Topological phases of matter have been a focus of much theoretical and experimental attention in recent years. In the usual condensed matter setting, physical realizations of such phases are often constrained by the existence or availability of materials with the desired band structure or desired interactions. While much progress has been made in finding and fabricating new materials and combining them to achieve the desired physics, a new, alternative approach has also recently emerged: namely, to use other systems to mimic the sought-after topological properties. Those include cold-atom systems, where internal degrees of freedom can be manipulated to create synthetic dimensions and synthetic gauge fields, driven Floquet systems, with a multi-frequency space also providing the notion of an extra dimension, multi-terminal Josephson junctions, where superconducting phases can be used to mimic the Brillouin zone of a topological materials, and many others. In addition, topological phenomena have been discovered in classical systems including coupled mechanical oscillators, judiciously constructed electric circuits, and even in water waves.
The one-week workshop “Synthetic Topological Matter” gathered a broad range of researchers seeking to expand the reach of topological physics beyond intrinsic material properties to a variety of such new systems. Participants from many leading institutions across the globe have given presentations on their research during the workshop. In addition, Dr. Sebastian Huber (ETH) presented a colloquium on mechanical topological systems. Underscoring the vibrant nature of the field, a significant fraction of the speakers were junior faculty or postdocs. Furthermore, junior participants, including a number of graduate students, presented posters on their work in two well-attended poster sessions.
The workshop has brought together experimentalists and theorists working on very different systems, which realize emergent topological properties. While similar sets of underlying principles are at play in these widely different systems, one of the important goals of the workshop was to stimulate exchanges between separate fields – in particular, between the condensed matter, cold atom, and quantum optics communities, broadly defined. After all, different systems allow for different probes to be used, and while addressing some questions may be difficult or even impossible in some settings, it might be quite feasible in others. Furthermore, understanding how topological phenomena could be “engineered” and probed in a wide variety of systems such as photonic systems, mechanical systems, as well as systems of excitons and cold atoms significantly enhances the range of interesting phenomena one can attempt to observe in this rich variety of settings. Specifically, several talks addressed the utility of driven, optical, and superconductor-based systems for exploring thermalization and many-body localization. The workshop has allowed many researchers seeking to implement topological control in such a rich variety of systems to exchange ideas across and beyond their respective subfields, further stimulating research in this active field.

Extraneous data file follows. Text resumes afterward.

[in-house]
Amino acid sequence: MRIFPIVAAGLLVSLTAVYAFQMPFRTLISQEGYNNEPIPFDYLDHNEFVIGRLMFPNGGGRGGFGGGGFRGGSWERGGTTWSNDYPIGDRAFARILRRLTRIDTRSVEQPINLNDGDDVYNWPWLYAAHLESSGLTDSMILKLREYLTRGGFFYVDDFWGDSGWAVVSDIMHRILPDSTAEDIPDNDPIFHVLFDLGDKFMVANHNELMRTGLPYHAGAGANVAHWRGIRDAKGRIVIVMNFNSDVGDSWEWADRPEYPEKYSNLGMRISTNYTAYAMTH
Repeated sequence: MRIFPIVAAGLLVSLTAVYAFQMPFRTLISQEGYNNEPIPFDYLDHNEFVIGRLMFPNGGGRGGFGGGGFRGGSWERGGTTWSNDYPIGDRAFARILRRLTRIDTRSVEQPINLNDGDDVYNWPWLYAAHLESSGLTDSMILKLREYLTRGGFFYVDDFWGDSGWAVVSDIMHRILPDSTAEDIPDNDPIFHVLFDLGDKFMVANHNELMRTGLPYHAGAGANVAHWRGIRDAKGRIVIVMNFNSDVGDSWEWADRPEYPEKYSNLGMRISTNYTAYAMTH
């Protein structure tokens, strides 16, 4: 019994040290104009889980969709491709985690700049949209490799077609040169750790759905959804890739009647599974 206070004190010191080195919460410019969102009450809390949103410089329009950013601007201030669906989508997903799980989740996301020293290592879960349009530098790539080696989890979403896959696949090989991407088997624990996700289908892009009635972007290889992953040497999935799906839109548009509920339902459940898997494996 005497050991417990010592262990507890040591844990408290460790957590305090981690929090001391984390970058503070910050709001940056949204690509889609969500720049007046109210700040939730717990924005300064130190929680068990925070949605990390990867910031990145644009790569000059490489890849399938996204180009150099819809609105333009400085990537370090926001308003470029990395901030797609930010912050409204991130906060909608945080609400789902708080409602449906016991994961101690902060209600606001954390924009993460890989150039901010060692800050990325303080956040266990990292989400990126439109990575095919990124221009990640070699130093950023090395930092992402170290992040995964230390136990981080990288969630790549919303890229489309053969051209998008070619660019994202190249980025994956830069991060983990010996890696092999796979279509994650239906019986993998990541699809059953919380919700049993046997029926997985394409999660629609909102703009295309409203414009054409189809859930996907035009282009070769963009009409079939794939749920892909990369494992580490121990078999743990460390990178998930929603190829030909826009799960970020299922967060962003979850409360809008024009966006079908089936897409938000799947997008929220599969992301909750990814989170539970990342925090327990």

The young average age of the participants, the large number of prominent researchers that accepted our invitations, the breadth of the topics presented, as well as an excellent support infrastructure provided by the Max Planck Institute have contributed to a successful workshop.